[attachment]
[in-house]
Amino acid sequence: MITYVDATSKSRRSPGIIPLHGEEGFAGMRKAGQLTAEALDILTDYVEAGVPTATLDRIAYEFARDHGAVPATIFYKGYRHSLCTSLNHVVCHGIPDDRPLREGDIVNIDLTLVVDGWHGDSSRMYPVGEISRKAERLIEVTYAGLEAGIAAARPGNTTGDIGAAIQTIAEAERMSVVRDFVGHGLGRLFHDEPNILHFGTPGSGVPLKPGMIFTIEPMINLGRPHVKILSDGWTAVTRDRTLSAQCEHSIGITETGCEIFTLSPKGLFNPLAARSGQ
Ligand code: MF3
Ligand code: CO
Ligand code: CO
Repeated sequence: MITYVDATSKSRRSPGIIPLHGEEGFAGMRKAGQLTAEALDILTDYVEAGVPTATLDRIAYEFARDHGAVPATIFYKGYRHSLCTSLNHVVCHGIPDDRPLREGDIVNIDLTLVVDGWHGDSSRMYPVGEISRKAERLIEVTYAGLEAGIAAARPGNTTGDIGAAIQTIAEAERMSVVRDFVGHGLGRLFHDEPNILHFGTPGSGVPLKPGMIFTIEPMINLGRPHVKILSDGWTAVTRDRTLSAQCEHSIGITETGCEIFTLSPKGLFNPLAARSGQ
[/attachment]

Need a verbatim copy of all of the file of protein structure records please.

[in-house]
Amino acid sequence: MITYVDATSKSRRSPGIIPLHGEEGFAGMRKAGQLTAEALDILTDYVEAGVPTATLDRIAYEFARDHGAVPATIFYKGYRHSLCTSLNHVVCHGIPDDRPLREGDIVNIDLTLVVDGWHGDSSRMYPVGEISRKAERLIEVTYAGLEAGIAAARPGNTTGDIGAAIQTIAEAERMSVVRDFVGHGLGRLFHDEPNILHFGTPGSGVPLKPGMIFTIEPMINLGRPHVKILSDGWTAVTRDRTLSAQCEHSIGITETGCEIFTLSPKGLFNPLAARSGQ
Ligand code: MF3
Ligand code: CO
Ligand code: CO
Repeated sequence: MITYVDATSKSRRSPGIIPLHGEEGFAGMRKAGQLTAEALDILTDYVEAGVPTATLDRIAYEFARDHGAVPATIFYKGYRHSLCTSLNHVVCHGIPDDRPLREGDIVNIDLTLVVDGWHGDSSRMYPVGEISRKAERLIEVTYAGLEAGIAAARPGNTTGDIGAAIQTIAEAERMSVVRDFVGHGLGRLFHDEPNILHFGTPGSGVPLKPGMIFTIEPMINLGRPHVKILSDGWTAVTRDRTLSAQCEHSIGITETGCEIFTLSPKGLFNPLAARSGQ